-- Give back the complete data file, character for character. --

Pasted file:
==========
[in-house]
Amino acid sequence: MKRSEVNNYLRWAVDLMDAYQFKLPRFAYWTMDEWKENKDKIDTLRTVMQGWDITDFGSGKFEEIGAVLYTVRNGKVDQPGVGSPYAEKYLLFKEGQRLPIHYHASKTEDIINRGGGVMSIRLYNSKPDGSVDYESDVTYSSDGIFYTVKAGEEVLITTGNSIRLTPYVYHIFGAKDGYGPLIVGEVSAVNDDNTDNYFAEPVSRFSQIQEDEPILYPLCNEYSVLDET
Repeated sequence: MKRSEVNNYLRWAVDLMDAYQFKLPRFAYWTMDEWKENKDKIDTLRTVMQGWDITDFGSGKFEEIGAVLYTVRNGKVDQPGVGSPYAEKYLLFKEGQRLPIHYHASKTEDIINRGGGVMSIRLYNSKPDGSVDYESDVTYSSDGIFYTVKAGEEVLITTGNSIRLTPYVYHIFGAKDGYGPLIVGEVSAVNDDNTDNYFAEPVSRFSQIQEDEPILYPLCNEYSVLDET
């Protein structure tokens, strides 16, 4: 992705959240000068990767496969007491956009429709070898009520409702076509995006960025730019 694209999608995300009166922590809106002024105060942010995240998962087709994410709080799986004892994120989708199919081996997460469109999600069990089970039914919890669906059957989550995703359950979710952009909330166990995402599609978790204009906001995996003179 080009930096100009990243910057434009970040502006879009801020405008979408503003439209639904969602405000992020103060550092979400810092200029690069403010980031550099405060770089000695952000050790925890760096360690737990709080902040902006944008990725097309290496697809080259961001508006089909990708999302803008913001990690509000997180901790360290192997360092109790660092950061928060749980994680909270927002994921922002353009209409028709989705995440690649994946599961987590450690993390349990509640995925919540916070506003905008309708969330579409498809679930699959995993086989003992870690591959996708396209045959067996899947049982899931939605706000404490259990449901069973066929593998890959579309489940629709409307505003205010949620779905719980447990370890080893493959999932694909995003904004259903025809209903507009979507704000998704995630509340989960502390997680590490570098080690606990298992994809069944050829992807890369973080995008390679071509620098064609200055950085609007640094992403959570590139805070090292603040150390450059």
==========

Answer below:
[in-house]
Amino acid sequence: MKRSEVNNYLRWAVDLMDAYQFKLPRFAYWTMDEWKENKDKIDTLRTVMQGWDITDFGSGKFEEIGAVLYTVRNGKVDQPGVGSPYAEKYLLFKEGQRLPIHYHASKTEDIINRGGGVMSIRLYNSKPDGSVDYESDVTYSSDGIFYTVKAGEEVLITTGNSIRLTPYVYHIFGAKDGYGPLIVGEVSAVNDDNTDNYFAEPVSRFSQIQEDEPILYPLCNEYSVLDET
Repeated sequence: MKRSEVNNYLRWAVDLMDAYQFKLPRFAYWTMDEWKENKDKIDTLRTVMQGWDITDFGSGKFEEIGAVLYTVRNGKVDQPGVGSPYAEKYLLFKEGQRLPIHYHASKTEDIINRGGGVMSIRLYNSKPDGSVDYESDVTYSSDGIFYTVKAGEEVLITTGNSIRLTPYVYHIFGAKDGYGPLIVGEVSAVNDDNTDNYFAEPVSRFSQIQEDEPILYPLCNEYSVLDET
């Protein structure tokens, strides 16, 4: 992705959240000068990767496969007491956009429709070898009520409702076509995006960025730019 694209999608995300009166922590809106002024105060942010995240998962087709994410709080799986004892994120989708199919081996997460469109999600069990089970039914919890669906059957989550995703359950979710952009909330166990995402599609978790204009906001995996003179 080009930096100009990243910057434009970040502006879009801020405008979408503003439209639904969602405000992020103060550092979400810092200029690069403010980031550099405060770089000695952000050790925890760096360690737990709080902040902006944008990725097309290496697809080259961001508006089909990708999302803008913001990690509000997180901790360290192997360092109790660092950061928060749980994680909270927002994921922002353009209409028709989705995440690649994946599961987590450690993390349990509640995925919540916070506003905008309708969330579409498809679930699959995993086989003992870690591959996708396209045959067996899947049982899931939605706000404490259990449901069973066929593998890959579309489940629709409307505003205010949620779905719980447990370890080893493959999932694909995003904004259903025809209903507009979507704000998704995630509340989960502390997680590490570098080690606990298992994809069944050829992807890369973080995008390679071509620098064609200055950085609007640094992403959570590139805070090292603040150390450059």